1983. What a year that was. The launch of the Challenger Space Shuttle, Stanislav Petrov narrowly averts a nuclear war and Return of the Jedi is released to a public who don’t call bullshit on it. Oh and Orlok finally gets to put a body part inside Mandy from number 61. Let’s hope Prog 1983 can live up to these events. Join Orlok as he turns the pages with his smelly finger…
Bloody hell. That’s an absolute cracker from Fabry and Brown and it really is a cover to grab your attention.
The gorgeous colours and the menacing pose really make it pop and the bodies in the background are perhaps the result of the central figure going chopper crazy.
And who or what is this central figure? Let’s piece together the clues…
A subhuman, hairy backed beast- check.
Unkempt eyebrows and dental features more akin to an animal- check.
Carrying a primitive weapon that represents the pinnacle of its technology- check.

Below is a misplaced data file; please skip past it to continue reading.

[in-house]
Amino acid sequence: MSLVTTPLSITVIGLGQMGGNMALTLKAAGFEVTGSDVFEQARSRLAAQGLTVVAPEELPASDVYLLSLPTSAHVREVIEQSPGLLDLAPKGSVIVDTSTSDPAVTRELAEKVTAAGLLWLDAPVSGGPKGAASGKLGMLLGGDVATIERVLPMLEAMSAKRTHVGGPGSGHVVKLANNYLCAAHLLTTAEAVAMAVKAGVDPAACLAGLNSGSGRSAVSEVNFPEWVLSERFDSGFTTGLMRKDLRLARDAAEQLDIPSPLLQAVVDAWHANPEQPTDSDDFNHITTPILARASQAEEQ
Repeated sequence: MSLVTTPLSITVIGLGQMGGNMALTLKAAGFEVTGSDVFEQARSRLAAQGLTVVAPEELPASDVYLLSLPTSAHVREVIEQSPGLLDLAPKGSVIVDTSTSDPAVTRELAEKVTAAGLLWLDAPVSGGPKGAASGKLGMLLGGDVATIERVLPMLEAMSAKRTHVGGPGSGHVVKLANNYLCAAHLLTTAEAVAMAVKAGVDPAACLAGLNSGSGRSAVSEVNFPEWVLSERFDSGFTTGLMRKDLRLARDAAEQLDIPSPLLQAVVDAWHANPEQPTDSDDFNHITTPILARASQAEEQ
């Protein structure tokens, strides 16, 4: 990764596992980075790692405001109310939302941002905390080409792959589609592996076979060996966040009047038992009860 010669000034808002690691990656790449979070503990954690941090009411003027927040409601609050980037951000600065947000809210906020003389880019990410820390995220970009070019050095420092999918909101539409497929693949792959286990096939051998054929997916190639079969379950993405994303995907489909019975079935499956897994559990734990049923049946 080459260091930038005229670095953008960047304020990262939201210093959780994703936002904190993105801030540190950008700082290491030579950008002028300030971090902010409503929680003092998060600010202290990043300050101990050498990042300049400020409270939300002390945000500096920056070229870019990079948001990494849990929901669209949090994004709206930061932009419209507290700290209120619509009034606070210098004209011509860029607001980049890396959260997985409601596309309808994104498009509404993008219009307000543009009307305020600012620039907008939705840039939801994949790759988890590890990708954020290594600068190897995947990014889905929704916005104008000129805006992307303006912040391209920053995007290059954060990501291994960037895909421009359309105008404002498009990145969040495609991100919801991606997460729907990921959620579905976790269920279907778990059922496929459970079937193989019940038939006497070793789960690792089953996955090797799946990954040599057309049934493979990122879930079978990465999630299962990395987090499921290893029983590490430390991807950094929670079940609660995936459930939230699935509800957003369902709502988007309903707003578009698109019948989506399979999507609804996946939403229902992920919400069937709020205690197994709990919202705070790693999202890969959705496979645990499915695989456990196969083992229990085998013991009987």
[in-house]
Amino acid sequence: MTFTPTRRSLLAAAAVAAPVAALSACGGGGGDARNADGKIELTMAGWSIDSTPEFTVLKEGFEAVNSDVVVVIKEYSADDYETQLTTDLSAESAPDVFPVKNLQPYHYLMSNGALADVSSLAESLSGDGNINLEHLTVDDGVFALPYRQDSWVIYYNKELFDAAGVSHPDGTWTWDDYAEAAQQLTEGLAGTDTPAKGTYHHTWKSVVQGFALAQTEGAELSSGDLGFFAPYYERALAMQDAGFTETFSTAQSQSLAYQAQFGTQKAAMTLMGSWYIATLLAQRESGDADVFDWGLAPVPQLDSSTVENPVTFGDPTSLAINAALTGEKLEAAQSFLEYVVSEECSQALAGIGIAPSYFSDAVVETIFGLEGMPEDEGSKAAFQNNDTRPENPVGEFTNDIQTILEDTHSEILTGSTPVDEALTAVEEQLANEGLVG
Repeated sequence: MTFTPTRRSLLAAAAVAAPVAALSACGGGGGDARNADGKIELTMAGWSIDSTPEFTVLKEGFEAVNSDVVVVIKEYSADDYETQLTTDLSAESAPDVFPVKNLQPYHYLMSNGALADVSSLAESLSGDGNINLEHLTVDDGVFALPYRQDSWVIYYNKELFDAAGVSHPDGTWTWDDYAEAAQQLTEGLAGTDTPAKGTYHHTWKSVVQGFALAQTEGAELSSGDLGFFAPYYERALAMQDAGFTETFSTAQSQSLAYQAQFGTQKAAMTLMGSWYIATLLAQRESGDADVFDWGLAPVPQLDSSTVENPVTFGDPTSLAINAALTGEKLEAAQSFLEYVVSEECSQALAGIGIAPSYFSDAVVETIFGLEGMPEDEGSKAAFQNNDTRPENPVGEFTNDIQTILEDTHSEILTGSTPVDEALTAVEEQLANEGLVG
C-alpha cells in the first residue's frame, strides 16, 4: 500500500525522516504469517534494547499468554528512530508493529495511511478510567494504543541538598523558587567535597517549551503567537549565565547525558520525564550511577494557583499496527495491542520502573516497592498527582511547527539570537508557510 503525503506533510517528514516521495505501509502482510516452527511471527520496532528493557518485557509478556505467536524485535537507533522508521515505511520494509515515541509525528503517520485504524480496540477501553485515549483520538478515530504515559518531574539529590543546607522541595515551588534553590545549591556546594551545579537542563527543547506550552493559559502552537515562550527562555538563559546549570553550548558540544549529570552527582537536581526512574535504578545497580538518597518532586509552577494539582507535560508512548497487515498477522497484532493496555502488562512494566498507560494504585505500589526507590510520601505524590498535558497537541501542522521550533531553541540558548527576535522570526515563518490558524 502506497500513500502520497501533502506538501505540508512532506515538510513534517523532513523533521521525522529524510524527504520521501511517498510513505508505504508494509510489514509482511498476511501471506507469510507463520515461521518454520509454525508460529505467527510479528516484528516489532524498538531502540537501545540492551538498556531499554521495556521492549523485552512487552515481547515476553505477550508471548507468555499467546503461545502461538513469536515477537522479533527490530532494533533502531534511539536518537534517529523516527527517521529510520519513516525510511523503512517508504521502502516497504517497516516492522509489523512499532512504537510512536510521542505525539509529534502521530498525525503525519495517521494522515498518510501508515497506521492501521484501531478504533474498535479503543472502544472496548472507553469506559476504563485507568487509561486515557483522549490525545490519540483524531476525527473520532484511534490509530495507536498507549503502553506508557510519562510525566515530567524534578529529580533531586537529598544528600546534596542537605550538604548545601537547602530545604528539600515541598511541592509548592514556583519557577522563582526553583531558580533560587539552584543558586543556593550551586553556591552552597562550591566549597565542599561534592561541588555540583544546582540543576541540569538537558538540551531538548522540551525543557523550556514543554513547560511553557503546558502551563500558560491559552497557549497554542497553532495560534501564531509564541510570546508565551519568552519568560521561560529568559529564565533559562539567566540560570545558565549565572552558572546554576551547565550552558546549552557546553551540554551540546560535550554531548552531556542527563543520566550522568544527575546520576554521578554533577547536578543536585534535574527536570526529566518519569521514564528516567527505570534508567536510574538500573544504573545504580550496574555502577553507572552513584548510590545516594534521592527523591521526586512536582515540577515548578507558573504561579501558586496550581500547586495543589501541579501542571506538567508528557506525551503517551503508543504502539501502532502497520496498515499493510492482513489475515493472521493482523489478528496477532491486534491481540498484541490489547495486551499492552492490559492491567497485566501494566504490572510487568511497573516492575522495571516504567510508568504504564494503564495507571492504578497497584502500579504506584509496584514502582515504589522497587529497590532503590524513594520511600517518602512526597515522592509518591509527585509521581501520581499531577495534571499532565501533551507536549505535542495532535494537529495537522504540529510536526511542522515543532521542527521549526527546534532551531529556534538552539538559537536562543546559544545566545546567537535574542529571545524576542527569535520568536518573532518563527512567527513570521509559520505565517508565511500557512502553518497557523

By all accounts I’d say that this was either Black Shuck or a remarkably accurate portrait of the King of Swansea.
There’s no logo coverage and this seems to be the norm now. And that’s a good thing.
I must admit that when I saw the words “Black Shuck is back” my mood dropped and my shoulders sank.
Inside, Yewtree Tharg announces what we already know from the cover but reveals that a new Anderson story from Worley and Davidson will be with us soon. It looks like they have gotten around the “ownership” issue by making this the film version of Cass. I wonder what direction he’s going to take it?
The letters page features a cut out piece to give newsagents to reserve a copy of the GGC and this is deliciously old school.
We learn (as if you didn’t already know) that Karl Urban visited nerve centre for super-secret talks.
The fake Irish try to trace Joyce and decide to go about it with some false flag dastardly action.
You know, cos they’re Brits. Meanwhile Joyce defies the Irish stereotype by breaking into a house only to be confronted by Armitage.